Make-It-Click empowers black girls to thrive online and in life through mentoring, advocacy, and leadership.


Dr. Sarah Bingham is the Founder and Executive Director of Make-It-Click, Inc., a 501(c)(3) organization with a mission to empower black girls to thrive online and in life through mentoring, advocacy, and leadership. As a child, Dr. Bingham was bullied for her appearance and being a former foster youth. Like many girls who felt that they didn’t “fit in” anywhere, she turned to other outlets placing her on the pathway to dropout which brought her to the attention of her school counselor. Seeing her potential, her school counselor plugged Dr. B to various activities and outlets. It was through these activities that “clicked” for Dr. Bingham as she began to find her tribe and see a difference in her life and, most importantly, how she viewed herself.

Now in her adult years, she developed a dedicated heart for improving the lives of youth as a professional social worker with 10 years’ experience. She is the first generation in her family to receive her bachelor’s degree which led her to receive a Master’s in Social Work from Clark Atlanta University followed by her Doctorate of Social Work from the University of Southern California. Dr. Bingham is a proud member of Alpha Kappa Alpha Sorority, Inc., wife, and mother of 3 boys. With a clear path and undeniable purpose, Dr. Bingham is using her advanced knowledge and gifts to be the change-maker for other girls of color. Through mentoring, prevention, advocacy, and leadership programs, Dr. Bingham, along with her partners Jennifer Moody and Elizabeth Benton, are helping girls of color thrive online and in this unpredictable world.


Make-It-Click is committed to catalyzing courage for young black girls who want to express themselves and embark on a path of purpose. Life presents many crossroads at any given moment, and it can be difficult to navigate the best possible solutions. As mothers, fathers, and teens, we often focus on many other tasks before focusing on our wellness and self-care, creating roadblocks to achieving what we really want in life. Our work at Make-It-Click is about expanding our capacity to guide individuals to be all they can be while still acknowledging the climb to get there. Our services are designed to uplift the black community while supplying various resources and mentorship that support, nurture and educate our girls. By sharing stories of culture, beauty, and other tokens from our people, we make an impact that empowers other families to do the same.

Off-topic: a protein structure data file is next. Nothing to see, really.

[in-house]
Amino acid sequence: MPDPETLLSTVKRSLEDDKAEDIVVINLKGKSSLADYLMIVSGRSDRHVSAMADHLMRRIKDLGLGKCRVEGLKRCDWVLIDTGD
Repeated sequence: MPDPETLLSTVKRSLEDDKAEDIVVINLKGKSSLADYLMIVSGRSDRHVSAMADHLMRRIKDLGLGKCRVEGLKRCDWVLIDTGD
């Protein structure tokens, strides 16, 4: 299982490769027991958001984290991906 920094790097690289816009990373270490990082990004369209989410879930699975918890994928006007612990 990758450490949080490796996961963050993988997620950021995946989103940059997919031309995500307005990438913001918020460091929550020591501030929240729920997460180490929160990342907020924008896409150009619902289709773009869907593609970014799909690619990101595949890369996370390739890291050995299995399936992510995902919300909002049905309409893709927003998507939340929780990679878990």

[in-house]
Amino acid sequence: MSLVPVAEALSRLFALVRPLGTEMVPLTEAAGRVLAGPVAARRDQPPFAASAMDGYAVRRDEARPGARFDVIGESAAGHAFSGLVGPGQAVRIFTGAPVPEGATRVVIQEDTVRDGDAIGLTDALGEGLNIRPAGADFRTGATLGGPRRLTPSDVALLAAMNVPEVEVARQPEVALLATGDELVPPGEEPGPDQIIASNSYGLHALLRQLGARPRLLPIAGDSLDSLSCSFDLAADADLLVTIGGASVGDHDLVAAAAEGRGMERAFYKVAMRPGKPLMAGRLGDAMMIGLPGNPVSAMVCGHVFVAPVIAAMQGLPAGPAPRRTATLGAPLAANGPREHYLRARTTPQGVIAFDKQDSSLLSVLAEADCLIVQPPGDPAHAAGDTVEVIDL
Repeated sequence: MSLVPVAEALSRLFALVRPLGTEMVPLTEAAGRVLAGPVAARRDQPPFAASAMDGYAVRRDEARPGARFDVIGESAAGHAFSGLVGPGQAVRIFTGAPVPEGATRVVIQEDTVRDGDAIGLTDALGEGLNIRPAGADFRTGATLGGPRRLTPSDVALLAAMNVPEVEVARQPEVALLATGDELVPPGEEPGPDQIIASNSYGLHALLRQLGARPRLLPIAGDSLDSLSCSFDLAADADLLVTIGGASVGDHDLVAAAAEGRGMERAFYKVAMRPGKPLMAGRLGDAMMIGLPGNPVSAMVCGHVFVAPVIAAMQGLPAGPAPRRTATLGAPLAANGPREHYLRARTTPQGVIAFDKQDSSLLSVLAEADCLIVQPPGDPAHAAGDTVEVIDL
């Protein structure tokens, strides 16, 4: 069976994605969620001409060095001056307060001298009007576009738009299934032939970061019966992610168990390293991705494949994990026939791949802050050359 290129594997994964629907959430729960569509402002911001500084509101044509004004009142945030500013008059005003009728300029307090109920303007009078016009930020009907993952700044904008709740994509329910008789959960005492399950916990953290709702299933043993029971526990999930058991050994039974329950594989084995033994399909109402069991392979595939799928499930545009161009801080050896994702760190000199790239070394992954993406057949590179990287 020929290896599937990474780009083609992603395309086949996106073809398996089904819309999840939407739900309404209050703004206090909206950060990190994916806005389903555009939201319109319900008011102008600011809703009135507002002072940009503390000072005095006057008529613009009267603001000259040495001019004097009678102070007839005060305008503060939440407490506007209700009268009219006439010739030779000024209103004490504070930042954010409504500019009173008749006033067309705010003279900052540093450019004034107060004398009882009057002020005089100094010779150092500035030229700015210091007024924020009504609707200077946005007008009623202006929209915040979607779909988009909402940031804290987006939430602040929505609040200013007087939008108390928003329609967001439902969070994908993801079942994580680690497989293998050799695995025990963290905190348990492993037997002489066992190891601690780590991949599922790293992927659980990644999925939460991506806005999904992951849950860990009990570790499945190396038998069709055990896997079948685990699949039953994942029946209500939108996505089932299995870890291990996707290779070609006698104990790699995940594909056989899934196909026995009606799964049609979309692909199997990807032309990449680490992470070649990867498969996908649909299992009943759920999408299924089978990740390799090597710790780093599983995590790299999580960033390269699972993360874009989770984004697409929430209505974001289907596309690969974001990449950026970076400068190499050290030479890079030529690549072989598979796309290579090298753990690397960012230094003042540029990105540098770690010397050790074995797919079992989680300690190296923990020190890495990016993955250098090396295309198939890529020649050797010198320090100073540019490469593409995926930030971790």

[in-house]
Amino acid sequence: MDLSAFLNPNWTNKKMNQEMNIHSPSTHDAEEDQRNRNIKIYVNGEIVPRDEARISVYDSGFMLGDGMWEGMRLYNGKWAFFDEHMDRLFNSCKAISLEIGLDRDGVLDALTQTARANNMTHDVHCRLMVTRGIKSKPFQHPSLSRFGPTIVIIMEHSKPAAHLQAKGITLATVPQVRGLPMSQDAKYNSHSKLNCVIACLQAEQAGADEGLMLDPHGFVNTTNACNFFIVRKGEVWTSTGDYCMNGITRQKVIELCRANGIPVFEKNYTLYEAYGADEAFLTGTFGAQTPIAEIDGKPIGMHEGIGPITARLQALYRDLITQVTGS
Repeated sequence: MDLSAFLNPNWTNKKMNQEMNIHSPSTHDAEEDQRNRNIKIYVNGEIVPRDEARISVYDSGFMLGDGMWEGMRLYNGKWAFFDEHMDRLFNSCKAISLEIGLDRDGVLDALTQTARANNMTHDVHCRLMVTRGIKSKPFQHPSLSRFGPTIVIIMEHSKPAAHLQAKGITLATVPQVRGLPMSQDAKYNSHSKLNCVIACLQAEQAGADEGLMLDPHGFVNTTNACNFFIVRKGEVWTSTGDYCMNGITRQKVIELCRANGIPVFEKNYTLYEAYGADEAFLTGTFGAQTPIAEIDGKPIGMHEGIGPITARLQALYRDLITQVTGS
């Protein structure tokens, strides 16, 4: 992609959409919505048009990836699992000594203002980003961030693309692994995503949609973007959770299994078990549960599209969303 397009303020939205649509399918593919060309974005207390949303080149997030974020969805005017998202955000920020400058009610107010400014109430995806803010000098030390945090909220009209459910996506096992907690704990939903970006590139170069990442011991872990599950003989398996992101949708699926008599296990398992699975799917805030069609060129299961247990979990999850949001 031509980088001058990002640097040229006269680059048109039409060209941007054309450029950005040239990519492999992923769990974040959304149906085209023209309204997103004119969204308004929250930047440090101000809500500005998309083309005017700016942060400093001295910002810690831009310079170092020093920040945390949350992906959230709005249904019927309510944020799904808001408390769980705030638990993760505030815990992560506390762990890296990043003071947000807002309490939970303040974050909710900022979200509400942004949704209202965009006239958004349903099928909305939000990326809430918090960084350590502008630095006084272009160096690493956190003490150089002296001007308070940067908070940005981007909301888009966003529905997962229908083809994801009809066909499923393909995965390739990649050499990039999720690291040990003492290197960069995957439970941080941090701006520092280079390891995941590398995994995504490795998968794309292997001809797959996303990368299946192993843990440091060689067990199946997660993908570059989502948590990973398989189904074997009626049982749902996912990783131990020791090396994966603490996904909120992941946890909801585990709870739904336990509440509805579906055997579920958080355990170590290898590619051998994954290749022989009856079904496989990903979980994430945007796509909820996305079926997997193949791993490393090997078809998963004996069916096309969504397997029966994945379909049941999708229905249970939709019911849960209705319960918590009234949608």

Living in such a complicated world filled with unhinged social constructs, we’ve all acquired a new sense of self at some point or another. For some, this was met through intention. For others, you may have been forced into a new journey that has cultivated various changes. Naturally, there is a curiosity in this new chapter, and it requires a level of assistance to help us channel the purpose that is deep inside us all. With Make-It-Click, we’ve created a psychologically safe space of encouragement for those in the process of understanding their personal path and how to express themselves best with a positive mindset. By cultivating a tribe built on experience, professionalism, and divine purpose, we want to continue supporting every young girl who’s facing a challenging shift in her life. This tribe quickly transforms into a true connection where problems can be solved, concerns can be professed, and goals can be achieved, all without the feeling of being misunderstood.

Government Systems. Youth who are involved in both the child welfare and juvenile justice systems are often referred to as crossover youth. Crossover youth are disproportionately low income, female, and youth of color that typically have high rates of truancy and school drop-out, unidentified special education issues, and family histories of mental illness, substance abuse, domestic violence, and criminal behavior.

Research shows that abused and neglected youth are more likely to engage in delinquent behavior. Up to 30% of youth aged ten or older in the care of child welfare are subsequently arrested. It is estimated that up to 29% of children involved in the child welfare system also have cases in the juvenile justice system. Black girls in America make up 14% of the general population and 33% of youth detained; and 40% of girls of color in the juvenile system identify as LGBT.

Understanding and addressing these realities is why our program was created. Girls of color need access to culturally specific youth programs so that they will have a safe space to learn, develop, and be their own version of success in life.